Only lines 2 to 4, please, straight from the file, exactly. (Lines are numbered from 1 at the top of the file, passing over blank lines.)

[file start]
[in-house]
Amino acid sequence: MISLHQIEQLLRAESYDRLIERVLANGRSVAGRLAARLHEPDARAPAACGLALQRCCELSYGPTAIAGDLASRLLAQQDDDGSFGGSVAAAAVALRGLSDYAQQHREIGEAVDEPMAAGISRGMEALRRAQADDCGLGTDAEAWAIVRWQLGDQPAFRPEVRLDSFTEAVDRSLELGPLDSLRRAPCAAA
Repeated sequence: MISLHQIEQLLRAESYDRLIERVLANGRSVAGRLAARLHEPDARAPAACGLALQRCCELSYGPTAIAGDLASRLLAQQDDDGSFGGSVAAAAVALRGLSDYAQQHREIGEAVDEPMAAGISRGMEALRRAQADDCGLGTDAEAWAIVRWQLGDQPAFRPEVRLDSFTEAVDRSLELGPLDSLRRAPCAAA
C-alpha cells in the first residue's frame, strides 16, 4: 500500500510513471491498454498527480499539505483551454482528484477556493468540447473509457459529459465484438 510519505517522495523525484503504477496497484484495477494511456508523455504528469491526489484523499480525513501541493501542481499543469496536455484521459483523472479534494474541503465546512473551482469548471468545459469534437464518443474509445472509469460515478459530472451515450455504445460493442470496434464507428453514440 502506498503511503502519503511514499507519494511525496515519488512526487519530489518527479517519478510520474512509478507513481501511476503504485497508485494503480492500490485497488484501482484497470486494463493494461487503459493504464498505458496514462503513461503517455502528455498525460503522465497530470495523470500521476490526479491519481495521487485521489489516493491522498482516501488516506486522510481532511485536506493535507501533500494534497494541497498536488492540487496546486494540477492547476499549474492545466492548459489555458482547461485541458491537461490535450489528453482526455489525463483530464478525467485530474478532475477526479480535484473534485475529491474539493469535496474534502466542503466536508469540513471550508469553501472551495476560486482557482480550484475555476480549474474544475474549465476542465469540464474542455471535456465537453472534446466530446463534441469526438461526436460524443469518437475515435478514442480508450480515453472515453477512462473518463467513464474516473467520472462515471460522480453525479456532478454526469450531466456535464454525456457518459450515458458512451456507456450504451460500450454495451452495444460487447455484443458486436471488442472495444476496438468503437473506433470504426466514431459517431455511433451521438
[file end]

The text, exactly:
Amino acid sequence: MISLHQIEQLLRAESYDRLIERVLANGRSVAGRLAARLHEPDARAPAACGLALQRCCELSYGPTAIAGDLASRLLAQQDDDGSFGGSVAAAAVALRGLSDYAQQHREIGEAVDEPMAAGISRGMEALRRAQADDCGLGTDAEAWAIVRWQLGDQPAFRPEVRLDSFTEAVDRSLELGPLDSLRRAPCAAA
Repeated sequence: MISLHQIEQLLRAESYDRLIERVLANGRSVAGRLAARLHEPDARAPAACGLALQRCCELSYGPTAIAGDLASRLLAQQDDDGSFGGSVAAAAVALRGLSDYAQQHREIGEAVDEPMAAGISRGMEALRRAQADDCGLGTDAEAWAIVRWQLGDQPAFRPEVRLDSFTEAVDRSLELGPLDSLRRAPCAAA
C-alpha cells in the first residue's frame, strides 16, 4: 500500500510513471491498454498527480499539505483551454482528484477556493468540447473509457459529459465484438 510519505517522495523525484503504477496497484484495477494511456508523455504528469491526489484523499480525513501541493501542481499543469496536455484521459483523472479534494474541503465546512473551482469548471468545459469534437464518443474509445472509469460515478459530472451515450455504445460493442470496434464507428453514440 502506498503511503502519503511514499507519494511525496515519488512526487519530489518527479517519478510520474512509478507513481501511476503504485497508485494503480492500490485497488484501482484497470486494463493494461487503459493504464498505458496514462503513461503517455502528455498525460503522465497530470495523470500521476490526479491519481495521487485521489489516493491522498482516501488516506486522510481532511485536506493535507501533500494534497494541497498536488492540487496546486494540477492547476499549474492545466492548459489555458482547461485541458491537461490535450489528453482526455489525463483530464478525467485530474478532475477526479480535484473534485475529491474539493469535496474534502466542503466536508469540513471550508469553501472551495476560486482557482480550484475555476480549474474544475474549465476542465469540464474542455471535456465537453472534446466530446463534441469526438461526436460524443469518437475515435478514442480508450480515453472515453477512462473518463467513464474516473467520472462515471460522480453525479456532478454526469450531466456535464454525456457518459450515458458512451456507456450504451460500450454495451452495444460487447455484443458486436471488442472495444476496438468503437473506433470504426466514431459517431455511433451521438